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Mythology has a strong influence on societal views surrounding certain topics, including femininity, curiosity, and desire. However, the images presented in these stories are often artificially crafted with implicit biases that allegorize subjectivities of femininity in modern science. This paper examines the relationship between science and culture and the ways that they influence each other. More specifically, it compares the original myth of Pandora’s Box and the corresponding psychological Pandora effect by analyzing written language patterns and examining their scientific implications. This research argues that the current usage of the Pandora myth furthers patriarchal traditionalism by institutionalizing gender stereotypes. It contributes to the growing field of gender studies in antiquity with a historiographical and scientific perspective while also studying the impact that gender biases have on modern views of women in science and culture.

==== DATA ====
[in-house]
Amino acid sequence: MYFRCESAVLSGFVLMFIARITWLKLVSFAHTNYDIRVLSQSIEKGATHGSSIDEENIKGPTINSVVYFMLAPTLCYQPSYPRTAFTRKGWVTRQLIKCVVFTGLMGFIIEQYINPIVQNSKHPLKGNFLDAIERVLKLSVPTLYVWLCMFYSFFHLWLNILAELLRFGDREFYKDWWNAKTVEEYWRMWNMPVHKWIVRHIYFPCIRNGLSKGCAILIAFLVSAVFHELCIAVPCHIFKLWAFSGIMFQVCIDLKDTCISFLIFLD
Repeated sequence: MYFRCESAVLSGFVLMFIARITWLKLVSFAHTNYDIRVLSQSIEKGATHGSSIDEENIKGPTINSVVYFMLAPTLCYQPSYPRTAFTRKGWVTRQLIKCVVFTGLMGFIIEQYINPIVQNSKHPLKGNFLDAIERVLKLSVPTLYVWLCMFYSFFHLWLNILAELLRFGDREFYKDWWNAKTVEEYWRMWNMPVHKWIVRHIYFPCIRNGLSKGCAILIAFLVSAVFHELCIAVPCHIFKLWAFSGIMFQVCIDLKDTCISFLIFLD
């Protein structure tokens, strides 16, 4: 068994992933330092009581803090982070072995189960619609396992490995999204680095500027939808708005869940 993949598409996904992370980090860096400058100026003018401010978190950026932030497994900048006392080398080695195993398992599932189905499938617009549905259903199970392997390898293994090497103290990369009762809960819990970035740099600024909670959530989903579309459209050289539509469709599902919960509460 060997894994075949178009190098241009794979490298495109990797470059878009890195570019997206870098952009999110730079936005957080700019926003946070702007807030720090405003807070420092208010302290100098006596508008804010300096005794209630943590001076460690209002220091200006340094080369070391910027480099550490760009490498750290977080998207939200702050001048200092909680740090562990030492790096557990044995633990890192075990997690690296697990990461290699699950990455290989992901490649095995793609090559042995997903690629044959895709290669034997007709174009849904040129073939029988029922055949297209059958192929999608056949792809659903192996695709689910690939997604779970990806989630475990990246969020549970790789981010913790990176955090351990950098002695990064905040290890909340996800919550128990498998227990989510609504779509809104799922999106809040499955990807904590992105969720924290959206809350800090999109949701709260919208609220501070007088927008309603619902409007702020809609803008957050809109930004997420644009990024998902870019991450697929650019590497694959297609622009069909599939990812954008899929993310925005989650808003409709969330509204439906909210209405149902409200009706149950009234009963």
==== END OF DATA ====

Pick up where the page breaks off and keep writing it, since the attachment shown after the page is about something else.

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Sinful Femininity: How the Villainization of Desire and Curiosity in Pandora’s Box Led to Gendered Biases in Psychology